Inside the gift box was a pair of odd-looking spectacles with bright orange frames and thick lenses. Rainbows shimmered across them, like the sheen on a soap bubble.

Bill slipped on the glasses. Everything he could see came abruptly into focus, sharp edges razor-delineated. Bright primary hues in high contrast dominated every direction he glanced.

A vested bunny carrying a pocket watch hurried by, pursued by a family of mice racing on tiny motorcycles. Tall grass and pussy willows grew over the store’s linoleum tile floor, and toadstools sprouted in fairy rings. A gently burbling stream flowed out of the Housewares department and tumbled down the escalators.

“My gift,” Sarah laughed, “You can see through a child’s eyes whenever you wish.”

She kissed Bill’s cheek, then spread her wings and flew away.

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199 words. In response to this week’s Sunday Photo Fiction prompt:

Walk Away

The theme park in Santa Clara is abandoned. Like most of the town, all that remains is paint flaking from oxidating amusements.

“Going somewhere, pretty boy?”

Tight leather and garishly pale skin, she was another gothic princess perpetuating the entire “blackityblack” bloodsucker stereotype.

“I was just pondering if there was any reason to stay here.”

“Possibly not, in your case,” she showed fangs.

At my signal, the ActiveArmor™ burst into life. The shirt I’d been wearing like mail separated into tens of thousands of tiny scales. Each scale split into two wings, and a cloud of metallic butterflies dispersed around me.

Surprise made her hesitate, briefly.

“Cute. But do you think your bugs can save you?”

She lunged for me, claws reaching for my throat. The AA butterfly cloud descended on her as quickly as it ascended from me.

I’d requested customization from the AA sales rep for an excellent reason. Each butterfly wing features a tracery of silver conductor wiring. To a vamp, skin contact with so much silver is like showering in holy water.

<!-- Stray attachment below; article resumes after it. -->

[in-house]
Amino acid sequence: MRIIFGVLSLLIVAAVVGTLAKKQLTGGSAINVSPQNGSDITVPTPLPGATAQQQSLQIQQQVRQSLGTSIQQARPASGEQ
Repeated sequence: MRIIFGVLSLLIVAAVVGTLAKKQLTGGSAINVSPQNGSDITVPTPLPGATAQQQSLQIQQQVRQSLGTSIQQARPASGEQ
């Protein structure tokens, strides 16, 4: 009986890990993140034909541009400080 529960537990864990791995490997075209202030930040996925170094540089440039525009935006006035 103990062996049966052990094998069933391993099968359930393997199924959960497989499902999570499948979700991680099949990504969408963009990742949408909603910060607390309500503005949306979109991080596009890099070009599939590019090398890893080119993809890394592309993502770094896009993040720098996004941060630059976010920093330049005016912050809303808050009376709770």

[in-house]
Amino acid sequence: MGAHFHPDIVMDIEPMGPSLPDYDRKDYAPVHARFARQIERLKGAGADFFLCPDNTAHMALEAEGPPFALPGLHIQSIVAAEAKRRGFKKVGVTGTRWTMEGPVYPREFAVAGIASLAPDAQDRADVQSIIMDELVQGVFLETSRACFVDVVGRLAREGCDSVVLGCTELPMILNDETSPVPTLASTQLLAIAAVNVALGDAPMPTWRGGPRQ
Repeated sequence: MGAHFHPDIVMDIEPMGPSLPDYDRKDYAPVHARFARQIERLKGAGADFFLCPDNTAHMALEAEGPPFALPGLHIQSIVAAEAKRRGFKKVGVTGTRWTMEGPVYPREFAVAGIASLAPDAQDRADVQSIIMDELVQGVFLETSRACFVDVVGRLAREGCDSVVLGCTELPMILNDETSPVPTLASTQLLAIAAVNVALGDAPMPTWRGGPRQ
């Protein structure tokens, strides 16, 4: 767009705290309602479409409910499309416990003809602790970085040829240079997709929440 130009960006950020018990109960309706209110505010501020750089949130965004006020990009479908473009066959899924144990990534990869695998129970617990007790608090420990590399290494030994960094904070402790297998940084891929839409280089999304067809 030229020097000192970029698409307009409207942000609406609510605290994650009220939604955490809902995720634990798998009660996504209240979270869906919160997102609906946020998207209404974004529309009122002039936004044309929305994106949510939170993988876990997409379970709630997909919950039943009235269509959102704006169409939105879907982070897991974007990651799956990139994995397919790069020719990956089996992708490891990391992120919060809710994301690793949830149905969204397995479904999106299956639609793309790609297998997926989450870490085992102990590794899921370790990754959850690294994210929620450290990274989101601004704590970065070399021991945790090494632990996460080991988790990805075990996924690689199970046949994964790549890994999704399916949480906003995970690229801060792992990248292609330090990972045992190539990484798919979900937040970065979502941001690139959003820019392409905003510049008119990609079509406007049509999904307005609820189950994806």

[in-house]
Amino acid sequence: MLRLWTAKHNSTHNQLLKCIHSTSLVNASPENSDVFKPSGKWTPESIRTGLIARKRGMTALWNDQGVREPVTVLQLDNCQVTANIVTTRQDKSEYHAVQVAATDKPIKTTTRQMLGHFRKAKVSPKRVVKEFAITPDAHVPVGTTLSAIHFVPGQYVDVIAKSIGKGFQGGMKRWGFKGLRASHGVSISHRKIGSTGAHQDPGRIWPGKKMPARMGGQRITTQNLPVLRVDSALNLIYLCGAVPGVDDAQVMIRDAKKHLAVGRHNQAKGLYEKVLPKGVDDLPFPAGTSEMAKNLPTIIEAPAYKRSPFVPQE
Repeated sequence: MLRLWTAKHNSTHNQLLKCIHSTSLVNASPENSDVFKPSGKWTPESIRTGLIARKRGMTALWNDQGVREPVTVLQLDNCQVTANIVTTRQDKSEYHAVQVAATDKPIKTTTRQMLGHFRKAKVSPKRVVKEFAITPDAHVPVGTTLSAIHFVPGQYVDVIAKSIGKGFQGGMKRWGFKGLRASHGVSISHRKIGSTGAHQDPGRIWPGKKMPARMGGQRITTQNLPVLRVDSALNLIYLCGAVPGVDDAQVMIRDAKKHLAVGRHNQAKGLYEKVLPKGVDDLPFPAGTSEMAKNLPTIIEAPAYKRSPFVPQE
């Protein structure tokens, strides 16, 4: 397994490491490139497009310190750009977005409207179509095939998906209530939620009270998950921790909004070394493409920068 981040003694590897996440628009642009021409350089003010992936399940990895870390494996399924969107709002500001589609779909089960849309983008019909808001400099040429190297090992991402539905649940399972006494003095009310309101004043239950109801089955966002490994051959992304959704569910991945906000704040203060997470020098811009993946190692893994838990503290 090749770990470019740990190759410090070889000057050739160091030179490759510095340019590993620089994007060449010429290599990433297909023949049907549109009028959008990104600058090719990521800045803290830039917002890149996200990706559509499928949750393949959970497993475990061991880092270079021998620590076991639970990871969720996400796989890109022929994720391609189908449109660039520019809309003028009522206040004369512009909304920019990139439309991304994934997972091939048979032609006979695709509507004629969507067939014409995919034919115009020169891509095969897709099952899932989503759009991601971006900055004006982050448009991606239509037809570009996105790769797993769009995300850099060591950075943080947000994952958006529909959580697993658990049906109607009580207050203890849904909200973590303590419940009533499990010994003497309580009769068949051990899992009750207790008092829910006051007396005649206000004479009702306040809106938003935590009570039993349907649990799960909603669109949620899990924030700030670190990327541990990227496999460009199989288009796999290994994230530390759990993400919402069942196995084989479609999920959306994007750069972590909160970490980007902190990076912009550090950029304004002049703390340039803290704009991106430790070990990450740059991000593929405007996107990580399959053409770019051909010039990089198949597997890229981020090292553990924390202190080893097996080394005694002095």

“But I do want to thank you for the signal,” I replied to her charred corpse. “It’s definitely time to walk away.”

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198 words. Inspired by this week’s Sunday Photo Fiction prompt:

Fun stuff. Mixing genres is always a treat. As is hiding away “what does this crap have to do with this prompt” until the very last sentence is, too.

Who Can You Trust?

On Friday, everything changed. I was answering the tech support line.

“This is Darrell.”

“Listen, Carol Kryzinski. That’s proof of my identity. You remember what she meant to you.”

It was my own voice on the headset.

“In exactly four minutes, Carol will walk into your office. It will be the first time you’ve seen her in twenty years, right?”

“She’s an evil witch. She’ll destroy our life, family, and career. Use the letter opener, two minutes.”

“You can’t date her, Darrell. Listen, she’s going—”

Click.

“If you’d like to place a call, please hang up and dial again.”

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100 words. For the (final ::sniff cry:: Flashversary bash)

If It Weren’t For You Meddling Kids.

The phone at the reception desk never ceased ringing after two. Her assistant Mike was doing his best to handle the traffic but he was fraying under pressure.

Dr. Morgenstern tapped her nails on the desk. The kids were out on the playground, parents would arrive at any moment. She felt only relief when the first news van stopped at the gate of Child Time Preschool.

“Mike, make sure that damned Jenny is the first kid out the gate today, won’t you? Let’s get in front of the cameras as quickly as possible.”

That little brat, of course she had a cell phone.

Behind the news vans came the minivans and family trucksters, carrying parents inbound from every direction. The staff passed the children off to angry and hysterical parents, and Sherry heard sirens wailing in the distance.

Meanwhile, she turned to face the press. Mike tried his best to be invisible.

“My name is Dr. Sherry Morgenstern and I am the director of this facility. I’ll take your questions now.”

Babble, twenty microphones shoved forward.

“One at a time, please.”

“Jim Stone, the Chronicle. Dr. Morgenstern, what’s this about tainted food in your lunchroom?”

“At noon today, one of our children had a spat with Martha, our cafeteria cook. The child objected to her meal. The child said, ‘This food tastes like death,’ or something similar. I’m afraid that Martha lost her temper after the child threw a lunch tray.”

The reported nudged, “So what happened?”

“Martha is an excellent cook who’s been with us from the day we opened. Her lunches are delicious. I’ve often shared lunchtime with the children.

“Martha screamed back, ‘That’s because it’s made from homeless kids.’”

The red and blue flashing lights were arriving now. Police vehicles came to crunching stops in the gravel parking lot.

“We had Sloppy Joes on the menu today. Except I think his name was Harold.

“I’m going to miss Mother’s cooking.”